There’s also a case to be made that comic books – or at least the ones Hollywood is mining for material now – are just as bound up with the history of America during its coming-of-age century as the often real-life stories and characters of the West which Hollywood used and re-used back in the day (the railroad, Wyatt Earp, Billy The Kid, sweet, merciful Jimmy Stewart). Since his inception in 1938, Superman’s most interesting storylines have been all-but manifest looks at what it means to be a military superpower (and Iron Man, when he arrived in the 1960s, did a similar job for the atomic age). Captain America was born in the Second World War and remains frozen there, a reminder of the nation’s finest hour. Batman stands as a grand example of compassionate capitalism – how it’s possible to earn billions, care about the little man, and break arms all at the same time.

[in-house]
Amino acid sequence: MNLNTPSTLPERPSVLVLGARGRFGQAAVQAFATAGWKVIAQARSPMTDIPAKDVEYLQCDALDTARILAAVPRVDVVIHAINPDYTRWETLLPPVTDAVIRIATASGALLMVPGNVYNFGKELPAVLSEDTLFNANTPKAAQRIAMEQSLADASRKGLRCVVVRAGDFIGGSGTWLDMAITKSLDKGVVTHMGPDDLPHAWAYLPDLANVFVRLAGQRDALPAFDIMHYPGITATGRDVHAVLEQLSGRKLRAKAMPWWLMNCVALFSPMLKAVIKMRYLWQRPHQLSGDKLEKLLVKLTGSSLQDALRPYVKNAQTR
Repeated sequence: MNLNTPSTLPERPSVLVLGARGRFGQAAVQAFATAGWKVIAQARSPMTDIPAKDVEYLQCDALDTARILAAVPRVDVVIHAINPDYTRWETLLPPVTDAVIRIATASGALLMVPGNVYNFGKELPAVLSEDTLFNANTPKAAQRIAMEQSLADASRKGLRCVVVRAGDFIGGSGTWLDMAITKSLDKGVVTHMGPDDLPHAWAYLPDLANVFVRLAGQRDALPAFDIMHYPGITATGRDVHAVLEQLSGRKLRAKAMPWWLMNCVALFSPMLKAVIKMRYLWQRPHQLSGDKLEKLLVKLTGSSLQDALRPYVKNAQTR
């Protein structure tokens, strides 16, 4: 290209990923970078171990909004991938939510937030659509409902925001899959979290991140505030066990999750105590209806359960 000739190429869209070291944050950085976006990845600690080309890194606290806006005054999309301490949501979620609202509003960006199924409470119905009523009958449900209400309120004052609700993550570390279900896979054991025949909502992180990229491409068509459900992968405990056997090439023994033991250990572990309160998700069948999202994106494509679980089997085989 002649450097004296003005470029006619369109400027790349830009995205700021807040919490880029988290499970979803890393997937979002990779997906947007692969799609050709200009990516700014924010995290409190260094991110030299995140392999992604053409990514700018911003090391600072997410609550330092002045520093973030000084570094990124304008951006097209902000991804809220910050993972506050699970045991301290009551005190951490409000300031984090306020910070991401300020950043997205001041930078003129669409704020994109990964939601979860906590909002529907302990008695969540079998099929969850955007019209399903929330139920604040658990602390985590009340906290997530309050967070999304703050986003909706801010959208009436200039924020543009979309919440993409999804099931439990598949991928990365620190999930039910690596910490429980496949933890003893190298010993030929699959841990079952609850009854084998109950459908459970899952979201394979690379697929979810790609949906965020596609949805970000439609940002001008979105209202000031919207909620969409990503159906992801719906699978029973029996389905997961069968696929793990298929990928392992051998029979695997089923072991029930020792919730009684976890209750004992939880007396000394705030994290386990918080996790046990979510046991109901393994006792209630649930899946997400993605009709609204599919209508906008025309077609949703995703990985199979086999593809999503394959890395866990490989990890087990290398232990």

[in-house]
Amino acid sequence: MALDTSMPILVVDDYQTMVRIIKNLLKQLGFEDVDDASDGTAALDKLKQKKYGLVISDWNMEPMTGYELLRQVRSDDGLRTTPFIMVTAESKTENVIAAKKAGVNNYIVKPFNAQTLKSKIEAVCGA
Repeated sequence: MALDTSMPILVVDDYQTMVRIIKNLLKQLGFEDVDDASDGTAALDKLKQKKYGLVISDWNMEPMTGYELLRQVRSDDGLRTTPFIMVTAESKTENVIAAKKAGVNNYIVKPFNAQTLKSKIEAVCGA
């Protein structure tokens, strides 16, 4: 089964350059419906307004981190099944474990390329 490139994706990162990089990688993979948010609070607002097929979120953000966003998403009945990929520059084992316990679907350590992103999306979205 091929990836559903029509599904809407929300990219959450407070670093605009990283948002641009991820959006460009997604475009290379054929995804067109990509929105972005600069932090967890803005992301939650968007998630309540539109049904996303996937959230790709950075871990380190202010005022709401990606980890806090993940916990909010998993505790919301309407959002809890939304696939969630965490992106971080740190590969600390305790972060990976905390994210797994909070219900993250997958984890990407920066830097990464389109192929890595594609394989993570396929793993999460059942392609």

This year is a particularly good one to reflect on all this. The Avengers has made a ludicrous amount of money, and told us all a story about co-operation and companionship in the face of insidious enemies while reminding me of nothing more than How The West Was Won in its juggling of established genre stars (the Cinerama monster starred John Wayne, Henry Fonda, Gregory Peck and, of course, Jimmy Stewart). The Amazing Spider-Man is set to prove that audiences really don’t care that they just saw how Peter Parker became en-spidered already, at least no more than they used to care that they’d already seen John Wayne swaggering about on a horse and grabbing women quite roughly by the shoulders. And The Dark Knight Rises brings to a close a trilogy of films that rival the likes of The Searchers in terms of outstanding filmmaking, and staggering ideas about America and the world which also make you feel quite sad (too much to compare John Wayne silhouetted in the door frame with Batman crouched purposefully atop a gargoyle, both doomed to isolation in broken devotion to the place they belong? Probably).